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Eviction pits Haiti police against protestors
by Staff Writers
Port-Au-Prince (AFP) June 25, 2012

Clashes broke out in Haiti Monday between police and protestors against government plans to evict them from homes precariously perched on the hills above the capital Port-au-Prince.

At least one person was wounded when groups of young people from the hill-based neighborhoods erected flaming barricades and brawled with police, who used teargas to disperse the crowd.

Targeted by the eviction are nearly 400 families, living in small dwellings the government has determined to be unsafe. Their homes cover a large part of the dreary Haitian hill town of Jalousie, near a ravine and situated above the Haitian capital.

"We can't allow people to endanger their lives in slums that can collapse at any moment," Haitian minister charged with human rights and the battle against poverty, Rose-Anne Auguste, told AFP.

But one protestor, who asked not to be identified, said: "These decisions are always made against the most poor. The rich have huge homes that aren't affected. They want to chase us away, but where to?"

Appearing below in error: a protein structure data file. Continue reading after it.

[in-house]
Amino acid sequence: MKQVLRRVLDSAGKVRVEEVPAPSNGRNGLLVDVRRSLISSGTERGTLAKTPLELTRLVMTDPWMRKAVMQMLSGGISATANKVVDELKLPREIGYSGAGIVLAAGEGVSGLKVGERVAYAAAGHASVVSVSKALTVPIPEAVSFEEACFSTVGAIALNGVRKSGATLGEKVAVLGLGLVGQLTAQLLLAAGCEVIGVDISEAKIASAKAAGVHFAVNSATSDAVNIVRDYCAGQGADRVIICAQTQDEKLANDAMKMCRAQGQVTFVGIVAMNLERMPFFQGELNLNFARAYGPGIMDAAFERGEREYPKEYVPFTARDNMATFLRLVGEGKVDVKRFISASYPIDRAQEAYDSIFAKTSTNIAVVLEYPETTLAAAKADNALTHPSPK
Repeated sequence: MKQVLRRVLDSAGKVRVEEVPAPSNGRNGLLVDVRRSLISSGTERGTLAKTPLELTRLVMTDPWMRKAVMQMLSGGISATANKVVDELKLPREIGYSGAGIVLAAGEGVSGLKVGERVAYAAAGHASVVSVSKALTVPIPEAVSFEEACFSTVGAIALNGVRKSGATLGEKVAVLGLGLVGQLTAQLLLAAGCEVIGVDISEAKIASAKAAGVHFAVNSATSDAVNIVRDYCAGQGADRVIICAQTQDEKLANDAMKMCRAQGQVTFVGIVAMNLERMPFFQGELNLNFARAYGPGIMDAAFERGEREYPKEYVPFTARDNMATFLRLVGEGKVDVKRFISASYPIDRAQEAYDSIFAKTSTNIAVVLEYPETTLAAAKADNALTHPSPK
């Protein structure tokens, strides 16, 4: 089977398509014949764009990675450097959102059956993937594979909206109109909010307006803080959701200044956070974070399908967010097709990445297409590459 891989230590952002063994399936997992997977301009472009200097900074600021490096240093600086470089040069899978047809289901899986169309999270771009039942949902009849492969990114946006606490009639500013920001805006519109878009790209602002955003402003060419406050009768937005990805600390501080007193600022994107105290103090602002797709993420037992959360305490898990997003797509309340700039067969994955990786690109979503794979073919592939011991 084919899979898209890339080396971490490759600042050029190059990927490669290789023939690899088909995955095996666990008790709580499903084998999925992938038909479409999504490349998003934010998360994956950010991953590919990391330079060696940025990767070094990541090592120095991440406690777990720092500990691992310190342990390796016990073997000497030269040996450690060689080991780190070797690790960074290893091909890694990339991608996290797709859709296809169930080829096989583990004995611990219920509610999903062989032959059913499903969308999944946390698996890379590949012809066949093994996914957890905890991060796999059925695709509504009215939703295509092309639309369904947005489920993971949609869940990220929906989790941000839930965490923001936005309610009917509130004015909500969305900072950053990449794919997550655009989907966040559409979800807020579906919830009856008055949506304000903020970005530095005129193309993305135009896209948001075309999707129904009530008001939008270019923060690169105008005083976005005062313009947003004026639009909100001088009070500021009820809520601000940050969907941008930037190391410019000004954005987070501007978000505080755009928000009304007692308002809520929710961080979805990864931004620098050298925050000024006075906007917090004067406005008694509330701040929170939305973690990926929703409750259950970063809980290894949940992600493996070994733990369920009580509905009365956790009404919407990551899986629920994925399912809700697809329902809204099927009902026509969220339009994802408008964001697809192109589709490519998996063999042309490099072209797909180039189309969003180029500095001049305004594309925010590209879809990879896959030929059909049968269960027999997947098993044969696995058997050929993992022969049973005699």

"We realize there is a dire problem posed by housing in our country. We are going to offer new homes to the displaced families," Auguste said, noting that the government has banned these new constructions.

Since the earthquake of January 2010 that ravaged the Haitian capital, hundreds of thousands of people -- 400,000, according to the International Organization for Migration -- had continued to live in tents.

The government recently launched a program promoting the return of earthquake victims to their original neighborhoods, with a subsidy of around $500.


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Population displacement during disasters predicted using mobile data
Stockholm, Sweden (SPX) Jun 21, 2012
Using data supplied by a mobile operator, researchers at Karolinska Institutet have shown that population movements after the 2010 Haiti earthquake followed regular patterns. This information can be used to predict beforehand the movements of people after a disaster, and thus improves chances for aid to be delivered to the right places at the right time. Every year, tens of millions of peo ... read more

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